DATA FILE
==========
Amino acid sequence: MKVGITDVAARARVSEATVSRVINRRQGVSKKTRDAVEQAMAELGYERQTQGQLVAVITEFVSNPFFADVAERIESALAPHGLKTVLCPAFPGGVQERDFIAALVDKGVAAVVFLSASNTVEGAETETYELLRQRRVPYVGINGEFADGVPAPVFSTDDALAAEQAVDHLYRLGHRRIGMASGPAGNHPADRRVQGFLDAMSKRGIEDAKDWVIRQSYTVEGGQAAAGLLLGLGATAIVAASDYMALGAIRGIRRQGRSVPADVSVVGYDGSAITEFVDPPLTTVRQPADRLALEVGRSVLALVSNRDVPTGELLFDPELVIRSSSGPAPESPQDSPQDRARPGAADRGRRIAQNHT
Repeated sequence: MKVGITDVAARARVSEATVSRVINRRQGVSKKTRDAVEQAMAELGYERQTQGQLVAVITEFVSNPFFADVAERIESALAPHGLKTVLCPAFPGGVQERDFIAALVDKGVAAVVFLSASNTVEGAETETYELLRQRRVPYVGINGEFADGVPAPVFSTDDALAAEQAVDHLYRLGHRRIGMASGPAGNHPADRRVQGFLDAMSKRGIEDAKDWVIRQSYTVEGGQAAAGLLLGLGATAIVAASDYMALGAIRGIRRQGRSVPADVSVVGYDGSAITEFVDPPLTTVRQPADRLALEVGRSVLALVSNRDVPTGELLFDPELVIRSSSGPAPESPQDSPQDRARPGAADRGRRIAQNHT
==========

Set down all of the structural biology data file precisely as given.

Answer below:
Amino acid sequence: MKVGITDVAARARVSEATVSRVINRRQGVSKKTRDAVEQAMAELGYERQTQGQLVAVITEFVSNPFFADVAERIESALAPHGLKTVLCPAFPGGVQERDFIAALVDKGVAAVVFLSASNTVEGAETETYELLRQRRVPYVGINGEFADGVPAPVFSTDDALAAEQAVDHLYRLGHRRIGMASGPAGNHPADRRVQGFLDAMSKRGIEDAKDWVIRQSYTVEGGQAAAGLLLGLGATAIVAASDYMALGAIRGIRRQGRSVPADVSVVGYDGSAITEFVDPPLTTVRQPADRLALEVGRSVLALVSNRDVPTGELLFDPELVIRSSSGPAPESPQDSPQDRARPGAADRGRRIAQNHT
Repeated sequence: MKVGITDVAARARVSEATVSRVINRRQGVSKKTRDAVEQAMAELGYERQTQGQLVAVITEFVSNPFFADVAERIESALAPHGLKTVLCPAFPGGVQERDFIAALVDKGVAAVVFLSASNTVEGAETETYELLRQRRVPYVGINGEFADGVPAPVFSTDDALAAEQAVDHLYRLGHRRIGMASGPAGNHPADRRVQGFLDAMSKRGIEDAKDWVIRQSYTVEGGQAAAGLLLGLGATAIVAASDYMALGAIRGIRRQGRSVPADVSVVGYDGSAITEFVDPPLTTVRQPADRLALEVGRSVLALVSNRDVPTGELLFDPELVIRSSSGPAPESPQDSPQDRARPGAADRGRRIAQNHT